Okay, to clear the mist with this question we first of all have to define what C5 means in FL Studio midi implementation, you dig?
You see, with some DAWS (Digital Audio Workstations) the note C3 refers to what’s called the middle C and, with some rare DAWS middle C is sometimes referenced to the note C4. Furthermore, with other DAWS middle C is set to the note C5 e.g inside FL Studio’s Piano roll or Sonar’s Piano Roll middle C is set to the note C5.
Therefore, when you play a drum sound whether it’s a kick, snare or percussion sound FL Studio will play this note on a default tuning that the sound is referenced using the note A = 440 Hz tuning or otherwise A = 432 Hz Tuning (that is, if you drag FL Studio’s master tuning pitch down by -32 cents; therefore will reflect back to 432 Hz tuning).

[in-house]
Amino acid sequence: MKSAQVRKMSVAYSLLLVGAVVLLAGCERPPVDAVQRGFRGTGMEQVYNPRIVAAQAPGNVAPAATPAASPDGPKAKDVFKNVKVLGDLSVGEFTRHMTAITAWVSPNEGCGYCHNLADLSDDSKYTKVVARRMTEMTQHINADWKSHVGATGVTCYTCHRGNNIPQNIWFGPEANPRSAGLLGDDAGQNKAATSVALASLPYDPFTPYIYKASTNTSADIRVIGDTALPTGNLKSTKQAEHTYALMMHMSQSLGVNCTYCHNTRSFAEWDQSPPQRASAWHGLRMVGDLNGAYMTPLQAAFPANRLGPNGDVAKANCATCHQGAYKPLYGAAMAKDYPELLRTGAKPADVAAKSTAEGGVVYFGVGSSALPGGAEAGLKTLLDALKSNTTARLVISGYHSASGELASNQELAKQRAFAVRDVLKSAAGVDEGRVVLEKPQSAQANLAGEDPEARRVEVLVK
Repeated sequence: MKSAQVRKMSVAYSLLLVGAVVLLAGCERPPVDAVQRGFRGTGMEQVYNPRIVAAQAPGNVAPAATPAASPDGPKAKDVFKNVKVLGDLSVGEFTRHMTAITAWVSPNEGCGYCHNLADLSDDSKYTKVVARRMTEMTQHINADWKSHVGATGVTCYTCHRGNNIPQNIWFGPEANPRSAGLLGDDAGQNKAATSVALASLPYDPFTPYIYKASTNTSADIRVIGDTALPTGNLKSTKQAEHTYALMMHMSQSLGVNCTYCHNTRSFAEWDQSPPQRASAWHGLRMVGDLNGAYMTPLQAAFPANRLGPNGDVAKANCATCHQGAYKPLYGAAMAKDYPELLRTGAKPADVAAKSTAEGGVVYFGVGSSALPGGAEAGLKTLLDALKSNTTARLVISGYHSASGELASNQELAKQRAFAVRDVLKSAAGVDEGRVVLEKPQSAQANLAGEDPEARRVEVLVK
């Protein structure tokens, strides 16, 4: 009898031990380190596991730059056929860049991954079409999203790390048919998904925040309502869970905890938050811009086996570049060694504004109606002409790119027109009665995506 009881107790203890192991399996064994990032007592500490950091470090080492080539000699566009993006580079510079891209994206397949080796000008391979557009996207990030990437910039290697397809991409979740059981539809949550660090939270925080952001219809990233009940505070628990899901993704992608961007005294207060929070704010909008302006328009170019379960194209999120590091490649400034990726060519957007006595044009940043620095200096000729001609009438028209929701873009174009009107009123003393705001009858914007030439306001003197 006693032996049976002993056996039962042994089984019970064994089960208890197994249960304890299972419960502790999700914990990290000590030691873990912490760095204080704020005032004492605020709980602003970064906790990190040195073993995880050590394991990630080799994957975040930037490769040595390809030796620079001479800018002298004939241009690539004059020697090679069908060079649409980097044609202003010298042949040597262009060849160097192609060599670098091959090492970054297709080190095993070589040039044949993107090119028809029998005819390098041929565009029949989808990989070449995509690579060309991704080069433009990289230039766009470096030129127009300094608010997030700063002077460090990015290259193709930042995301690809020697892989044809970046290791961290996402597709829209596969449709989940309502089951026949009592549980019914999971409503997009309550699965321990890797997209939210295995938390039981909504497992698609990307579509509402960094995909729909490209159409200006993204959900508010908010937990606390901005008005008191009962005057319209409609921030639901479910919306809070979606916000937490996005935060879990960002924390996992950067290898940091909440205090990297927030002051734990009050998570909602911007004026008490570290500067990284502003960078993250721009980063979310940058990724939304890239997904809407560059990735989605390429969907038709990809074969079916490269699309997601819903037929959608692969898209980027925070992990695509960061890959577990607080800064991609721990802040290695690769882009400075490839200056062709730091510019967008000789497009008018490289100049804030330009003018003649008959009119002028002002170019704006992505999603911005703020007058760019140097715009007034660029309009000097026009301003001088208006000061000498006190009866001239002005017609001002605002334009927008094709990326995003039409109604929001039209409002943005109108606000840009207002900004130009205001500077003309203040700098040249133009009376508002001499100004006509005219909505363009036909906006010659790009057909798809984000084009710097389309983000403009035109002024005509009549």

Furthermore, if you load a random drum sample sound to FL Studio’s Channel Rack and click on the first step sequencer button. FL Studio will play that sample as is. Meaning it will be referenced to the standard tuning of A = 440 Hz, where middle C will essentially be the note C5 inside FL Studio piano roll.
Now, to answer this question in laymen terms this means in Cubase middle C is the note C3, in other words that would be 261.6 frequency Hz. The same applies Presonus Studio One, but in FL Studio this would be the note C5.
Use Your Ears as a Guideline
So the moral of the story is to use your ears as a guideline in terms of tuning drum samples. Just because you play your Kick drum or Snare drum inside FL Studio’s piano roll on the note C5 doesn’t necessarily mean it’s out of tune unless you hear the significant differences of it failing to blend with the bassline or other instruments.